Paul and Jenny were here, of course. They were still living with Jo and Cadie, the two couples finding that they enjoyed each other’s company. Paul had gained his master’s ticket, so now he was skipper of the Lobo. The four of them were often at sea at different times, an ideal way not to get sick of the sight of each other.

The Palmieri clan was also here. Rosa and Roberto had their hands full keeping track of the, now, not so little Sophie, who was growing into a quite gorgeous young lady. Even Tony had managed to find time off from his duty’s on Hayman Island to come party.

All of the Cheswick employees were onboard, of course, including the newest members of the team, who would be Paul’s crew on board the Lobo. Doris was sitting in the stern of the Seawolf, and she raised her glass to Jo, even as her boss waited for the conversations to still around her.

Jo searched the happy crowd for one face in particular, and finally found it. Ken Harding, dressed in an outrageously loud Hawaiian-style shirt and, of all things, purple board shorts, stood, beer in hand, with her father and the Joneses. Jo grinned at the big cop, delighted that he had been able to get the time off, and had made the trip north for the weekend’s celebrations.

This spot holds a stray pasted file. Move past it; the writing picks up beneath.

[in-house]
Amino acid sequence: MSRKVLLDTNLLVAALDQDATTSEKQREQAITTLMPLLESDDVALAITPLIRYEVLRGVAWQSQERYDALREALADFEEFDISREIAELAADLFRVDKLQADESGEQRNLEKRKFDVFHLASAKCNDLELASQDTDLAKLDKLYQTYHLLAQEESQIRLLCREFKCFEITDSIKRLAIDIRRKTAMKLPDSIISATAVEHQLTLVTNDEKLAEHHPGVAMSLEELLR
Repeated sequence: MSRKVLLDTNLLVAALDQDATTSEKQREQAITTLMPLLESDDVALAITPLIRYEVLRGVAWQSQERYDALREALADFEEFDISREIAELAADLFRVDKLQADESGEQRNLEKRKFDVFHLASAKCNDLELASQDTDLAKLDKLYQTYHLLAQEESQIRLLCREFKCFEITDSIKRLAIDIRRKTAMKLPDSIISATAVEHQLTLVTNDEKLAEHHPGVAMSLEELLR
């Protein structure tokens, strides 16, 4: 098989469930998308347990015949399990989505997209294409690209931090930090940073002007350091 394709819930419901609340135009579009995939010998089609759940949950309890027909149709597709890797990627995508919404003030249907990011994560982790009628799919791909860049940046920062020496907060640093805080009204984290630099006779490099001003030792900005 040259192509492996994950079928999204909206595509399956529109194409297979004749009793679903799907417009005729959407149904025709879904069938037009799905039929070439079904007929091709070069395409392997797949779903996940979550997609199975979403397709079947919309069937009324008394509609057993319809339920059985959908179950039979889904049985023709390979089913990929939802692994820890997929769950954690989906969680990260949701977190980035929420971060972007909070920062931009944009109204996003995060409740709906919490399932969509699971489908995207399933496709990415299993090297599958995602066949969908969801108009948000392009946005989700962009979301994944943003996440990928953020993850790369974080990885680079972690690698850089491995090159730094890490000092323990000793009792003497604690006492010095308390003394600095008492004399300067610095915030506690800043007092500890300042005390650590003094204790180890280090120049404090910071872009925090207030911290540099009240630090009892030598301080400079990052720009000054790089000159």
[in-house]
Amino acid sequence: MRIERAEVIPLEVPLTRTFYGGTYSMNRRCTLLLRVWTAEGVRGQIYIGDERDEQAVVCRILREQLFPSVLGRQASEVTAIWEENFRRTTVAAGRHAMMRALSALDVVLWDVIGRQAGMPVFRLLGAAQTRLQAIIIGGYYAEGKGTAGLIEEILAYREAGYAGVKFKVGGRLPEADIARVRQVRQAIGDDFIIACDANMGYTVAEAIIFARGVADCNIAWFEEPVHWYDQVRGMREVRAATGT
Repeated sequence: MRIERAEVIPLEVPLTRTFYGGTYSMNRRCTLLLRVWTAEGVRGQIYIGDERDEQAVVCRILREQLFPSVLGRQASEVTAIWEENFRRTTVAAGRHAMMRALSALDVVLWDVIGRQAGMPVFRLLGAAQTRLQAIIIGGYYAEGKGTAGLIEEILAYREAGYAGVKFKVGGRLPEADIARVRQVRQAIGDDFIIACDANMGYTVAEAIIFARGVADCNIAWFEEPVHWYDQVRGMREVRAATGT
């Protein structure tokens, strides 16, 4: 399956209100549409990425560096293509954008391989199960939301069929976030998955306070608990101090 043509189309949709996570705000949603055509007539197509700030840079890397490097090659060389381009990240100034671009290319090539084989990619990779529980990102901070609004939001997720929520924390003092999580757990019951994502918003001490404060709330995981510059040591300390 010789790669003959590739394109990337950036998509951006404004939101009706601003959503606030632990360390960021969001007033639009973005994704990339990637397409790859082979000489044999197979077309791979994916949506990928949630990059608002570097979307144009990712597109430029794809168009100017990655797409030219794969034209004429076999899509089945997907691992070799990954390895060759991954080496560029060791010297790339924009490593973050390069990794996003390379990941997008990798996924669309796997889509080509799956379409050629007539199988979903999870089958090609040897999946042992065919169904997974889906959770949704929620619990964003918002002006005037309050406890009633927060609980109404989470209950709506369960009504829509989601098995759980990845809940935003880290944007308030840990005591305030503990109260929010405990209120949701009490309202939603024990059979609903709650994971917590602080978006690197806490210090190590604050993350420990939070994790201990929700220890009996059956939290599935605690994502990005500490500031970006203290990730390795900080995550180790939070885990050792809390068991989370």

Cadie tucked herself up under Jo’s arm and watched her lover’s face avidly. There was such happiness there, and the sight of it made Cadie feel wonderful. Look at her, she thought. Surrounded by everyone she loves. And letting them love her. I’m so proud of her. Cadie stood on tiptoes and kissed her Jo’s cheek softly. It caught the taller woman by surprise and Jo looked at her enquiringly.

“Just felt like doing that,” Cadie answered the unasked question.

“Cut it out, you two,” came a raucous voice from somewhere on the Beowulf. “You’ve already been at it all afternoon!”

Laughter rippled around the yachts and Cadie buried her blushing face against Jo’s shoulder.

“Wouldn’t you, if you had the chance?” Jo quipped, regaining control of the situation.

“Too right!” That from several voices.

Jo laughed. “All right, all right. Settle down, you lot. We’ve got some announcements to make.”

“Well, hurry up, can’t you? It’s a pretty dry argument down this end.” That voice floated up from the bow of the Lobo. More laughter.

“Hang on,” piped up Jen. “I can solve that problem.” The brunette ducked down below but quickly reappeared hefting a carton of what Jo guessed was ice-cold beer. “Here you go.” The carton was soon being passed overhead to the poor, parched souls who had gone almost an hour without a fresh drink.

“Is everybody happy now?” Jo called out wryly.

“Thanks mate,” came the reply.